As a public health professional, I freeze my screen whenever I see a TV debate on health-related issues instead of the usual suspects. In this particular case, anchors were referring to the recent report launched by the Niti Aayog on Health index and the respective performances of all the states.
The panellists were discussing how Uttar Pradesh was the worst performing state and that its government machinery had miserably failed to deliver on access to healthcare.
Curious about the report, I wanted to dig deeper into the truth behind such low rankings of the state. As I read through the report, the first data point that caught my attention was that Uttar Pradesh along with Jharkhand and Jammu and Kashmir were the top three states whose performance in the reference year (2015-16) had improved by maximum number of points as compared to the baseline year (2014-15).
UP: Third Best Performer
UP, in fact, ranked as the third-best performing state as per the annual incremental change in health index with an increase of 5.5 points from the baseline.
Interestingly, Kerala scored the lowest amongst larger states on its incremental performance (rank 21) with its health index score decreasing by 3.45 points. Moreover, under domain-specific performance, Uttar Pradesh with +7.13 points again showed the second largest positive incremental change for improved health outcomes amongst all the larger states.
This highlights an important flaw in the way news is constructed for public discourse. This is highly critical, considering that media framing of public issues has a high impact on public perception, which in turn, affects the way good or bad governance is rewarded in a democracy.
In the current discourse, we tend to punish states like Uttar Pradesh with a population of more than 200 million (if independent, would have been the fifth largest country) which start with lower baselines and are already far behind all the other states in their overall social and economic development.
Absolute Comparisons Not Always Right
Evaluating their performance by their overall health scores is like punishing the lowest scorer in a class even though his performance has improved by maximum percentage points in this year as compared to all the other students.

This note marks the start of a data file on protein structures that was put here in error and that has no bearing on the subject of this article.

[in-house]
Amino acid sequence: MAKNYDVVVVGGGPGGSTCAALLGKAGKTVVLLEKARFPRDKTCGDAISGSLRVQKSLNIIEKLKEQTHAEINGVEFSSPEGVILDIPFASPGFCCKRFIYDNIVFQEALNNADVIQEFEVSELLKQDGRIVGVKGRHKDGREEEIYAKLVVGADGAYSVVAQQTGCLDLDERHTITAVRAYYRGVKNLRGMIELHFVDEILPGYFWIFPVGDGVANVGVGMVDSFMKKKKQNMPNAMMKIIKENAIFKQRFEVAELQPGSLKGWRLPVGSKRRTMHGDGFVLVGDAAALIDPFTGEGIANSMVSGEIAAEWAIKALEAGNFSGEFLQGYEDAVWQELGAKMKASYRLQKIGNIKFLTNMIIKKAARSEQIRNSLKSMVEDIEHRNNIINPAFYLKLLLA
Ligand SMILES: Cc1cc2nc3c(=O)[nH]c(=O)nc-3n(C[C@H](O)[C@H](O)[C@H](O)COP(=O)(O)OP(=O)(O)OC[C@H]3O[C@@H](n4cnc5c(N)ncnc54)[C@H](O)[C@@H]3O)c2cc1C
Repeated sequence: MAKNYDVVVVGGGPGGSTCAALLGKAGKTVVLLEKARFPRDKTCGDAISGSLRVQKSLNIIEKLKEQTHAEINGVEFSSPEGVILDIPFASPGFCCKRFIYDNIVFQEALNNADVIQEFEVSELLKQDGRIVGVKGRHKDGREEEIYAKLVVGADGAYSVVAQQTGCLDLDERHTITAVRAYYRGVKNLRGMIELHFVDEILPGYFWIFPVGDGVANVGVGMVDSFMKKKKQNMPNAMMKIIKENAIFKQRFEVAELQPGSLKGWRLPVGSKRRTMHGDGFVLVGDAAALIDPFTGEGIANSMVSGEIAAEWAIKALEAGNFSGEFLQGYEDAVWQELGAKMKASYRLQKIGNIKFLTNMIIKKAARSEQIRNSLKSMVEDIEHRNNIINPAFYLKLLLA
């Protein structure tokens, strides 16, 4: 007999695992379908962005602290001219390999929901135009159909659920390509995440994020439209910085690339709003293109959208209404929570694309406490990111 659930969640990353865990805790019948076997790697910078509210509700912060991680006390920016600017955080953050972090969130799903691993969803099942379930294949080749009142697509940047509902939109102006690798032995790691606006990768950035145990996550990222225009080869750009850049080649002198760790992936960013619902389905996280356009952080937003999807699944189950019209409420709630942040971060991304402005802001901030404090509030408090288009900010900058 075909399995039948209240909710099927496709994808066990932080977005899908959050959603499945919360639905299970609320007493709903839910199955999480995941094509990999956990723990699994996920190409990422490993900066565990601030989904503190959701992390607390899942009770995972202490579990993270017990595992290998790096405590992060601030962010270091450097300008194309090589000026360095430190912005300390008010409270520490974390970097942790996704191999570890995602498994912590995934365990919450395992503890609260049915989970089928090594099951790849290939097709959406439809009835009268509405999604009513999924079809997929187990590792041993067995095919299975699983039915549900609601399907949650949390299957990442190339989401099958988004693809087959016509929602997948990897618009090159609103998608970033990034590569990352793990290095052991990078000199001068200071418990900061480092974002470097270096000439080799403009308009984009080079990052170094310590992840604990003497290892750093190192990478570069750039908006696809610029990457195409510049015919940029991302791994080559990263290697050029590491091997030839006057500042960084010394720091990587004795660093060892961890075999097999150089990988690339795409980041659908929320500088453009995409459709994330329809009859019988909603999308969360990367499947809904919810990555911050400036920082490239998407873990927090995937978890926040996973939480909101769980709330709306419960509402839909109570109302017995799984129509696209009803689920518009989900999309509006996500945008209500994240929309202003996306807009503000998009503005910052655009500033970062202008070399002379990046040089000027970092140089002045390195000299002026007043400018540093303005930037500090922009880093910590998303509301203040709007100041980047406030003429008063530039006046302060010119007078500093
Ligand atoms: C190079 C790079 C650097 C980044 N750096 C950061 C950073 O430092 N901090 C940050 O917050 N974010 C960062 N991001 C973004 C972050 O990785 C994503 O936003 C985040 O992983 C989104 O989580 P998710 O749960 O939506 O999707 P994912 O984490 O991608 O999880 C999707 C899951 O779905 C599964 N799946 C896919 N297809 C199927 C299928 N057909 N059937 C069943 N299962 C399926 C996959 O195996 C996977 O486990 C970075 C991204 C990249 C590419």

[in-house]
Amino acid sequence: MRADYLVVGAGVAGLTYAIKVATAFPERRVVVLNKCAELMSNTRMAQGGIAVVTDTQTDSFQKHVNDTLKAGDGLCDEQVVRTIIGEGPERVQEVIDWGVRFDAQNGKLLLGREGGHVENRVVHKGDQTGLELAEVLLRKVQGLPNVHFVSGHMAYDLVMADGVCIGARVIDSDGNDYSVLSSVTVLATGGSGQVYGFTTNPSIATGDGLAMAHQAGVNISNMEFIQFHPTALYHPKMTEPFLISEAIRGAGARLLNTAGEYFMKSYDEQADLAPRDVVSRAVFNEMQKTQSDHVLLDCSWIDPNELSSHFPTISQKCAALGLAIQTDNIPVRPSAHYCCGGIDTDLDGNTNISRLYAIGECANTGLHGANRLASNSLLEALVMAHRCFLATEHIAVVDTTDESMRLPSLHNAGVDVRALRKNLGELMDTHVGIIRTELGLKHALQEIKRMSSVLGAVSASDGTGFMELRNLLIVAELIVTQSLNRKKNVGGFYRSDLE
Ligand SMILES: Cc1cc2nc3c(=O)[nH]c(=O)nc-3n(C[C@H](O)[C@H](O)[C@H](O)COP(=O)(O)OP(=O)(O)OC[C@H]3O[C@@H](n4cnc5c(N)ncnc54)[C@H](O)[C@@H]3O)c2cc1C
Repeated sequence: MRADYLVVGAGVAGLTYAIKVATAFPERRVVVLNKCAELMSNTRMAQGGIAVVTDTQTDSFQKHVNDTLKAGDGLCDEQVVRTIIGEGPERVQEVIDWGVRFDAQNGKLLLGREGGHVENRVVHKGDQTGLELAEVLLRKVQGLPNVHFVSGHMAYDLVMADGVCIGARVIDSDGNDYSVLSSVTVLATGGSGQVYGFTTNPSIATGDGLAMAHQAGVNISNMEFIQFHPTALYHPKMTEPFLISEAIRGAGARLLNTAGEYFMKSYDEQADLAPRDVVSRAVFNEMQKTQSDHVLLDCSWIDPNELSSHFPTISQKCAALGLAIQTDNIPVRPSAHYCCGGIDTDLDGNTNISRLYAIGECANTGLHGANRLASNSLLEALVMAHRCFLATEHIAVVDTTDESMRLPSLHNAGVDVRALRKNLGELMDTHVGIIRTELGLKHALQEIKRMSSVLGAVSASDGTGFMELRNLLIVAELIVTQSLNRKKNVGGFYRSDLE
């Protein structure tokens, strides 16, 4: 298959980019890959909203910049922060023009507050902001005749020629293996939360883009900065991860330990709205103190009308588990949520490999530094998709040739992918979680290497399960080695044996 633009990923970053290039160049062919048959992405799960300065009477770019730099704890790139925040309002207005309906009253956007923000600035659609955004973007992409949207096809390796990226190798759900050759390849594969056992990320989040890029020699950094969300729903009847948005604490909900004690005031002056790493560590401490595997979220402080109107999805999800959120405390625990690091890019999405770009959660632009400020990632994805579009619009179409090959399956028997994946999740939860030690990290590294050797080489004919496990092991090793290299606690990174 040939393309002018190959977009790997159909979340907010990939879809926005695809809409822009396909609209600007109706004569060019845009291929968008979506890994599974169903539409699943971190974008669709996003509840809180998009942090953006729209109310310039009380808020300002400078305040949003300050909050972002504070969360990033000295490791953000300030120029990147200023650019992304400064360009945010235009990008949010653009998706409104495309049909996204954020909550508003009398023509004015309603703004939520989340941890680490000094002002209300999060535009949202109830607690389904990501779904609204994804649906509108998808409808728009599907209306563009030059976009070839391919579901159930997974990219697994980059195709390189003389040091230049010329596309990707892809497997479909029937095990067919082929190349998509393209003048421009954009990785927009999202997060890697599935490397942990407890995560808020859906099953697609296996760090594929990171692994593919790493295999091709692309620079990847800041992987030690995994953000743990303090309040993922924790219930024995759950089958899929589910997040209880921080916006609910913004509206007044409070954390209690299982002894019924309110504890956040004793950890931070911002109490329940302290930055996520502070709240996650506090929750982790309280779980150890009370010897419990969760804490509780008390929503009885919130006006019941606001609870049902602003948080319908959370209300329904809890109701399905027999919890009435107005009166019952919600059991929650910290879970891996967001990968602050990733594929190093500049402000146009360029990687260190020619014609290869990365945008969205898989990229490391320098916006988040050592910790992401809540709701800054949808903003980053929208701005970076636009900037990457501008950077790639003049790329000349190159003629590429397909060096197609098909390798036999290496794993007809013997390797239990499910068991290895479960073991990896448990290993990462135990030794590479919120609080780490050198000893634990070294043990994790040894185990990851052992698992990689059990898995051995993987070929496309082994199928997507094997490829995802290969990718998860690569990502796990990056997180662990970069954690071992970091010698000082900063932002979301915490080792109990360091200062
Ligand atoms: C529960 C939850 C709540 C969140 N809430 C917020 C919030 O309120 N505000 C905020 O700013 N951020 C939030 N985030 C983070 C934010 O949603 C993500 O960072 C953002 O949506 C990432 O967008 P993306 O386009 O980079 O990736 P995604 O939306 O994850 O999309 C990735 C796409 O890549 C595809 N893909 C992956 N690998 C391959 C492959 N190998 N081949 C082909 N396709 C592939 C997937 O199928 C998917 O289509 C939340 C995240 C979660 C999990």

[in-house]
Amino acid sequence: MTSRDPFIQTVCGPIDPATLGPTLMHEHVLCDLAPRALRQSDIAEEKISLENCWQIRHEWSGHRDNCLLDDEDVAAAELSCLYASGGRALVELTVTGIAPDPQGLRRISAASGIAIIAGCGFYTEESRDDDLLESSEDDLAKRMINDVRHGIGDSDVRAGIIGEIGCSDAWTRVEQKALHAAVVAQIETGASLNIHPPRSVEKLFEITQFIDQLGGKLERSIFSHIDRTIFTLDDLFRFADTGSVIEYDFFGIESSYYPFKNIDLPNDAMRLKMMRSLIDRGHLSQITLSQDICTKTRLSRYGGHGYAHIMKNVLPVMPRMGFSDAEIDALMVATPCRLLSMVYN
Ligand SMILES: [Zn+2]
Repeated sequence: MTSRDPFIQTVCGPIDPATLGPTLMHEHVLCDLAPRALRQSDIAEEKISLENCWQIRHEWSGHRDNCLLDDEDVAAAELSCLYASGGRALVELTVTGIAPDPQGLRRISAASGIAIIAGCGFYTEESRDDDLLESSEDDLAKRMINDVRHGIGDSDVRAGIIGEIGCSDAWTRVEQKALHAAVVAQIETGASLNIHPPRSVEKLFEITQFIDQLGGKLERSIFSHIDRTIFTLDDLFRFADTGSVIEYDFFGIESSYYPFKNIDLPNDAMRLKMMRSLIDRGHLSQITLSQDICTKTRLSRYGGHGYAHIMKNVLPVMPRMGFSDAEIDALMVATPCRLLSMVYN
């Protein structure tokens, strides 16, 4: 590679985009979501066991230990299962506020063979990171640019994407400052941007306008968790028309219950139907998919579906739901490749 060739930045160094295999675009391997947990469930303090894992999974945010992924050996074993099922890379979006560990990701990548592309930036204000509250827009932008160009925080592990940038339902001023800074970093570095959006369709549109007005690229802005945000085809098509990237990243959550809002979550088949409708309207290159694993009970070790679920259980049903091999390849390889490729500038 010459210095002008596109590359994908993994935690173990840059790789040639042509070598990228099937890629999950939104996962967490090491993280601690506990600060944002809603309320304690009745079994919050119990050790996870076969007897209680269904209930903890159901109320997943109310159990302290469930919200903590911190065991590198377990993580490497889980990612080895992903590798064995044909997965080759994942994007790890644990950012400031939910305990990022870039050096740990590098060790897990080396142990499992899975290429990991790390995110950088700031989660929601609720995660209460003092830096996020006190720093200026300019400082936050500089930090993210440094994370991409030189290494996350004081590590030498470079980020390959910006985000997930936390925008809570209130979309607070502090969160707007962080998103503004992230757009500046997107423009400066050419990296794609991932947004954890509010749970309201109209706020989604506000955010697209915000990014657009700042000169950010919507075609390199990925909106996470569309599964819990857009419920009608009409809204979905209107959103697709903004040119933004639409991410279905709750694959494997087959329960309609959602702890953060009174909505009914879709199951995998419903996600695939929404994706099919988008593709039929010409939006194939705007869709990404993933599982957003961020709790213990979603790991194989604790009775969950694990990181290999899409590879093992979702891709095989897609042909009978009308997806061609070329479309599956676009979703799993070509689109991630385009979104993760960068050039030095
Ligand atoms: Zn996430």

It is this approach that builds up in to sensational headlines that UP and Bihar continue to be the worst performers, while Kerala tops the charts, a rhetoric we have grown up listening to.
As a result, despite these states showing the highest annual incremental change in health outcomes, good governance is not rewarded, and the delivery machinery is further demotivated to bring about the much-needed change in healthcare delivery. A correct assessment of performing states should instead reward those states which have shown the maximum gains in improvement of health outcomes in an assessment year, as compared to its baseline year.
Only then can we incentivise the lagging states to catch up with the more developed states in the run up to Sustainable Development Goals. Not to say that we do not need reports which highlight population level figures, for that will form the basis of infrastructure and human resource investment that is required in states like UP and Bihar.
What Media Conveniently Ignored: A Caveat In Niti Report
But the Niti report itself says that “incremental performance of states is masked by the year-specific rankings and hence, it is important to identify the year-on-year pace of improvement made by the states”.
A separate, but related bias amongst the academia, media and people in general is to focus on problems rather than finding and appreciating solutions. Such reports provide us with a wonderful opportunity to focus on what has indeed worked on the ground and how can states on the bottom of the pyramid identify the learnings from higher performing programmes, initiatives or innovations and build on that experience.
Other Areas Where UP Improved
A further reading of the Niti report shows that Uttar Pradesh, which ranks third under the Most Improved State category, has attained significant incremental improvement on the parameters of Under 5 Morality Rate (from 57 to 51 per 1,000 live births), low birth weight (from 11.74 per cent to 9.60 per cent), institutional deliveries (from 44 to 52 per cent), and PLHIV (People Living With HIV) on Anti-Retroviral Therapy (from 51 to 58 per cent). These success stories and working models can then be very helpful in motivating the state machinery to transpose those learnings to an underperforming vertical.
Moving a step further in to implementation sciences, performance data stratified on the basis of programmes can be particularly useful for states to understand “why” certain programmes have worked and “what” mechanisms and processes contributed to improved health outcomes.
Additionally, these models can also serve as a blueprint for scaling up public health programmes in populous states like UP, Bihar and Jharkhand.
Finally, the media needs to be cognisant of the fact that health systems is only one aspect of Public Health. As a multi-factorial framework, Public Health is a larger realm of causation which encompasses health-promotion, prevention, vaccination, screening, treatment, communication and behavioural change.
Additionally, population health is not merely influenced by the number of hospitals built, but by the various “Social Determinants of Health” like education, sanitation, drinking water, housing, environment and standard of living, which deserve equal attention and action.
Dr. Ananya Awasthi is a Masters in Global Health from Harvard University and writes on Public Health, Wellbeing and Indic Philosophies.
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